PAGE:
In the past few days I've heard three different people, from clients to fellow wedding workers, say in reference to calligraphy that they didn't want to spend money on what was just going to "end up in the trash."
Guys, that really bums me out. Let me explain to you why that's very backward thinking.
1. Everything is disposable.
This is the hard and fast core truth here. If you're planning your wedding you are likely getting overwhelmed with expenses, which is why you're thinking of some things you wanted at the start as too temporary to dish out the cash for. I'm not here to convince you otherwise, calligraphy is a luxury and if you can't afford it I don't want you to break the bank for my services. Heaven forbid.
But let me blow your mind. All that stuff you're getting is temporary, with the exception of these key elements: your spouse (let us pray), your rings, and the photographs and memories. Beyond that it's all window dressing. Flowers will wilt, your dress (which is likely as much as a house payment) will go in a box, the tuxes will be returned, and oh my gosh the food. The food won't last thirty minutes.
But my point is not to be a killjoy, or to diminish the importance any of these things. Quite the opposite. My point is this - don't rank the importance of expenses on how long the product will last, but rather by how much the things mean to you. If you do not care about having place cards made but come hell or high water you will have a donut tower then by all means call you local donut shop and skip the calligraphy. Choose what will make you happy, because at midnight, honey everything will turn into pumpkins.
But if I were to be called to the stand to make an argument on behalf of the defense, it would be this.
2. Calligraphy = Keepsakes
I recently went to the Thrive Blog Conference, and aside from it being a total blast (Thank you Bree and Whitney!) it was a huge eye opener for me. I'd fallen for the whole paper-goods-half-life theory and until I saw so many of these 140 bloggers in attendance happily instagramming their name-cards and until I received notes and photos from them showing me that their place cards were now happily displayed on their desks and shelves I thought all these things I was spending my days on were basically, well, going right into the trash once their jobs were done. But calligraphy is special and names are special and having a seat for someone with their name hand lettered on it will touch them.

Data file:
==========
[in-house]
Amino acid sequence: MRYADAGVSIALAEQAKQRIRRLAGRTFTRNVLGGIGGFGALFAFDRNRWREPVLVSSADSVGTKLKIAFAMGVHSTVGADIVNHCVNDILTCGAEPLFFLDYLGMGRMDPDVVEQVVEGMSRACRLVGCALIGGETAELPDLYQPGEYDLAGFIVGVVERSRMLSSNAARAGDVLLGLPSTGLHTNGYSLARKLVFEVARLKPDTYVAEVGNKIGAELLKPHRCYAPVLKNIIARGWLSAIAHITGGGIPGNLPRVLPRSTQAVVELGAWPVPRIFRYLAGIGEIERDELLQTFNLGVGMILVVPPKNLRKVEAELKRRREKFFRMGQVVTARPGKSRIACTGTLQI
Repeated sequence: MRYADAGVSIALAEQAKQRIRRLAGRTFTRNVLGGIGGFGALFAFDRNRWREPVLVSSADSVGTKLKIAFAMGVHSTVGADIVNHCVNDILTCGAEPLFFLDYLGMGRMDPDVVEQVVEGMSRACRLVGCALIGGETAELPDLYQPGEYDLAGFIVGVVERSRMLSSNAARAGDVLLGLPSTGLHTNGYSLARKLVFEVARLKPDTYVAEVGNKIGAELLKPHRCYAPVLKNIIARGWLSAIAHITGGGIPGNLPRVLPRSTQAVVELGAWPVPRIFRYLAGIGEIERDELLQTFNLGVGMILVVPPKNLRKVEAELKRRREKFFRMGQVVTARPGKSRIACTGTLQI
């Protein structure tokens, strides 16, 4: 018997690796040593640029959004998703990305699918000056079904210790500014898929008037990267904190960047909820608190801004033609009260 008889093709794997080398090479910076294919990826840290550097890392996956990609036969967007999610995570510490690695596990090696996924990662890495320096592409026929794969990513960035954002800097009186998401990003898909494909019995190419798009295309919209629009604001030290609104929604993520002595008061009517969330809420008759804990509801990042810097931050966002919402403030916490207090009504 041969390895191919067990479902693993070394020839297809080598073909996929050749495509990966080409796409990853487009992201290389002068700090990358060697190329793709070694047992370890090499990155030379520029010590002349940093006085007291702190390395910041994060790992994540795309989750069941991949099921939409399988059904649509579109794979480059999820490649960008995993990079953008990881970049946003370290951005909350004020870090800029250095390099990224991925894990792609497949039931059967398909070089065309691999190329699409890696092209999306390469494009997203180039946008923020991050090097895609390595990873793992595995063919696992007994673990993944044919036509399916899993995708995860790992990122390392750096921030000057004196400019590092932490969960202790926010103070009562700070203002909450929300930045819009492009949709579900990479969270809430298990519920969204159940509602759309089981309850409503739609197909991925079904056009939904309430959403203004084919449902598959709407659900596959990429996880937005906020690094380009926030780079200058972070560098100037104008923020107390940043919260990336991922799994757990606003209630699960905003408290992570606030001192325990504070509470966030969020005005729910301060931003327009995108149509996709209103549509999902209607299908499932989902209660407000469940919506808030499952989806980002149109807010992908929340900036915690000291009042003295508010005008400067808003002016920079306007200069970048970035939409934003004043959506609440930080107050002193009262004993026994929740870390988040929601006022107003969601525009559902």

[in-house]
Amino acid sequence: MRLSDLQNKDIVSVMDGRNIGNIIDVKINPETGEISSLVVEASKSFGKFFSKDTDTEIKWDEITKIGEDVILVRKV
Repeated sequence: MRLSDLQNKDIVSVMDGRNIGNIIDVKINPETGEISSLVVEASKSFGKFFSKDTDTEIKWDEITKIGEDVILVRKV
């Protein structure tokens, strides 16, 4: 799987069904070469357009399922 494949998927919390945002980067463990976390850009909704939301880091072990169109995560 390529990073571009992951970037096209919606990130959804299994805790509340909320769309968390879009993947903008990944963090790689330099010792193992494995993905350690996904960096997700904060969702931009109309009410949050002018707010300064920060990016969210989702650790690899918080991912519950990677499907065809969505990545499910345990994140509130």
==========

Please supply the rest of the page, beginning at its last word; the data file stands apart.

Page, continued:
The place card says to this person, "I want you here, right here at my party. Have a seat."
And the odds are good that they will keep their hand lettered place card, and it will remind them of you and your beautiful day. Pretty great, right? I'd say that's money well spent.
3. Memories are forever.
Calligraphy is hard work and long hours of writing writing writing. Slow, careful writing, and at two AM while you're finishing up it's often also blobbing ink and cursing yourself and starting over. So why would anyone do it for something that's just going "into the trash?" To simply make a buck? There are easier ways. To show off how much money your client has? Perish the thought.
It's for the moment.
A hand addressed envelope should never be commissioned to keep up with the Joneses or because it's "what is done" in society's upper circles. Perfection isn't the goal either, you can get that from a cold computer and printer. Perfection is overrated.
No, it's not about that. It's about tradition and etiquette and respect and the time honored tactile experience of hand lettering.
With every hand lettered name, and I mean it - with every single name, whether it be on an envelope, escort card or what have you, I wonder what the person will think when they see it. I wonder what Mr. Liam Anderson of 221 East Sycamore will think when he opens his mailbox and tucked in with the Bank of America statement and the Discount Tire coupon and all the other boring junk he gets day in and day out he sees the Crane's lettra ecru cotton envelope with his name and address calligraphed by hand in metallic gold letters and flourished with a frame of soft green leaves. Will he stop and smile on his way back to the front door, flipping it over to see who sent him such a lovely thing? Will he bring it in and give it to his wife and say, "Look at this," knowing she'll get a kick out of it, too? I like to think he might.
And surely at the end of this experience it will go into the garbage, like all things do. But what will he think when he sees it?
Professional photography by Abby Ann Photography in Houston, Texas. All calligraphy by me.
See more of this photo shoot here: http://blmommy.com/frozen-winter-tea-party-abby-ann-photography/